Asthma is an important determinant of hospitalization. The study aims to examine the modifying effects of demographic and socioeconomic factors on the relationship between asthma and the overall number of hospitalizations.
We examined the data on 17,601 Canadians who were > or = 12 years of age to explore the combined effects of asthma and other factors on hospitalization within the context of a publicly funded health-care system. Asthma was determined by an affirmative response to the question: "Do you have asthma diagnosed by a health professional?" The subjects also were asked whether they had been an overnight patient in a hospital during the past 12 months.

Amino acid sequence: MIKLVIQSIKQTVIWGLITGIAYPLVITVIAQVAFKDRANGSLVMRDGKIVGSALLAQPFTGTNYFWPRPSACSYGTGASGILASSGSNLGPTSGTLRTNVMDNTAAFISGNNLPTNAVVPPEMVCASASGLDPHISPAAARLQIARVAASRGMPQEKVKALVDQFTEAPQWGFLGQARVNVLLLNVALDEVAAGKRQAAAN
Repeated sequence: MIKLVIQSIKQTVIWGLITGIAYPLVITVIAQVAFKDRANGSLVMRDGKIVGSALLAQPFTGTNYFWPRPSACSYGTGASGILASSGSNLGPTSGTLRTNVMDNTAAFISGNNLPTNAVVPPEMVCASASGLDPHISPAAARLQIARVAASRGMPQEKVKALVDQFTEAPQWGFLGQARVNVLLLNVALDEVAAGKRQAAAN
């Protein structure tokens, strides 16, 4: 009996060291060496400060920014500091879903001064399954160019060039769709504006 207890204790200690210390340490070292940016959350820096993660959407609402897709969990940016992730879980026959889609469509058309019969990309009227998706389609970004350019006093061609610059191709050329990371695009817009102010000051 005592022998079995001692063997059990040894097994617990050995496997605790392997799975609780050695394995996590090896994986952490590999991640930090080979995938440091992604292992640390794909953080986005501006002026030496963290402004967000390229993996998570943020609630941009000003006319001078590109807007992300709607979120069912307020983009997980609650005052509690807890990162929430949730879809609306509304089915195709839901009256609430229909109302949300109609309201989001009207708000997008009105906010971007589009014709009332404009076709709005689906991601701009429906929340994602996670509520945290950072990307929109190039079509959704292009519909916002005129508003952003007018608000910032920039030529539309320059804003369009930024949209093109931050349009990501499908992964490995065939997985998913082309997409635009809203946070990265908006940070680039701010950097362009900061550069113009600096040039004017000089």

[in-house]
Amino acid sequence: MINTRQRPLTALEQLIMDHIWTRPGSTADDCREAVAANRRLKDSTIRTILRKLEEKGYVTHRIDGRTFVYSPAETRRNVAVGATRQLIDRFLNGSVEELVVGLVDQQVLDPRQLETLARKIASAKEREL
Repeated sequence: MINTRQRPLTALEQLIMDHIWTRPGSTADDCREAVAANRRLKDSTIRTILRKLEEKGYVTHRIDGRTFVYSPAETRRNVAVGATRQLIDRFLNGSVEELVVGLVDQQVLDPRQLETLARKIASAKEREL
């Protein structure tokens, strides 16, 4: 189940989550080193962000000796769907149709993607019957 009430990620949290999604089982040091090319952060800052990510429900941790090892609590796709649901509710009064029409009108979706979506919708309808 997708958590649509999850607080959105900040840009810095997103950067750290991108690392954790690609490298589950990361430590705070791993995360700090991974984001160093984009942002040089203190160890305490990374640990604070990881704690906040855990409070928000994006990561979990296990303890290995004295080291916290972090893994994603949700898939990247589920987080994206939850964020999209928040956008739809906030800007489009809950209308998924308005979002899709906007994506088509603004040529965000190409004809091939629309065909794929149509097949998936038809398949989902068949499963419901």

Asthma as a risk factor explained 3.7% of all hospitalizations of men and 2.4% of all hospitalizations of women. Overall, hospitalization was positively associated with female gender, old age, and low household income. The odds ratio for asthma as a risk factor for overall hospitalization (ie, hospitalization for any reason and all causes, not only for asthma) was greater for younger men than for older men, for less-educated women than for well-educated women, and for men with middle or high incomes than for men with low incomes.
These results suggest that demographic and socioeconomic factors play a role in the relationship between asthma and the overall number of hospitalizations, with certain population subgroups being at greater risk of hospitalization in relation to asthma.